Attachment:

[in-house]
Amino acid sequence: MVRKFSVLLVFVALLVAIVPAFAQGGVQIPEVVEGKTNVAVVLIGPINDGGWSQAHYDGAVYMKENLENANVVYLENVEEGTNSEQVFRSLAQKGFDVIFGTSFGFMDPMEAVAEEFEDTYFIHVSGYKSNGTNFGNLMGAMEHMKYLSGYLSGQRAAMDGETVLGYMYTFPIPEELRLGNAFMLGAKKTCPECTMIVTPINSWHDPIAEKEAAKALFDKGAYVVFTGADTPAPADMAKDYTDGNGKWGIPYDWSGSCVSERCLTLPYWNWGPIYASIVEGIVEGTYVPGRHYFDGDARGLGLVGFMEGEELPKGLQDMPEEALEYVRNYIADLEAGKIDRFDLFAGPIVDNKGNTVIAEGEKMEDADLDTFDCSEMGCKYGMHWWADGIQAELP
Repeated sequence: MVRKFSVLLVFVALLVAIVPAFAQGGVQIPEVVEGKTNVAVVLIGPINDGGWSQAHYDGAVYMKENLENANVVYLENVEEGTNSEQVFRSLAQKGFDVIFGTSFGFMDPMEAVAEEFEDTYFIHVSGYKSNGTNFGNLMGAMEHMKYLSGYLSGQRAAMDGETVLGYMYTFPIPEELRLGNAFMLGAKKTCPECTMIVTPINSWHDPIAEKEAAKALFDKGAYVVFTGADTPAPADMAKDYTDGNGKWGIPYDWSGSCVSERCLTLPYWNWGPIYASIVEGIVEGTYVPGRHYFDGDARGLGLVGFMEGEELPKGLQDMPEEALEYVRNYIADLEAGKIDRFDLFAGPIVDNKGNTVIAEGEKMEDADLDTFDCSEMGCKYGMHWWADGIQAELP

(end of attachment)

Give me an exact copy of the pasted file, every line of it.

[in-house]
Amino acid sequence: MVRKFSVLLVFVALLVAIVPAFAQGGVQIPEVVEGKTNVAVVLIGPINDGGWSQAHYDGAVYMKENLENANVVYLENVEEGTNSEQVFRSLAQKGFDVIFGTSFGFMDPMEAVAEEFEDTYFIHVSGYKSNGTNFGNLMGAMEHMKYLSGYLSGQRAAMDGETVLGYMYTFPIPEELRLGNAFMLGAKKTCPECTMIVTPINSWHDPIAEKEAAKALFDKGAYVVFTGADTPAPADMAKDYTDGNGKWGIPYDWSGSCVSERCLTLPYWNWGPIYASIVEGIVEGTYVPGRHYFDGDARGLGLVGFMEGEELPKGLQDMPEEALEYVRNYIADLEAGKIDRFDLFAGPIVDNKGNTVIAEGEKMEDADLDTFDCSEMGCKYGMHWWADGIQAELP
Repeated sequence: MVRKFSVLLVFVALLVAIVPAFAQGGVQIPEVVEGKTNVAVVLIGPINDGGWSQAHYDGAVYMKENLENANVVYLENVEEGTNSEQVFRSLAQKGFDVIFGTSFGFMDPMEAVAEEFEDTYFIHVSGYKSNGTNFGNLMGAMEHMKYLSGYLSGQRAAMDGETVLGYMYTFPIPEELRLGNAFMLGAKKTCPECTMIVTPINSWHDPIAEKEAAKALFDKGAYVVFTGADTPAPADMAKDYTDGNGKWGIPYDWSGSCVSERCLTLPYWNWGPIYASIVEGIVEGTYVPGRHYFDGDARGLGLVGFMEGEELPKGLQDMPEEALEYVRNYIADLEAGKIDRFDLFAGPIVDNKGNTVIAEGEKMEDADLDTFDCSEMGCKYGMHWWADGIQAELP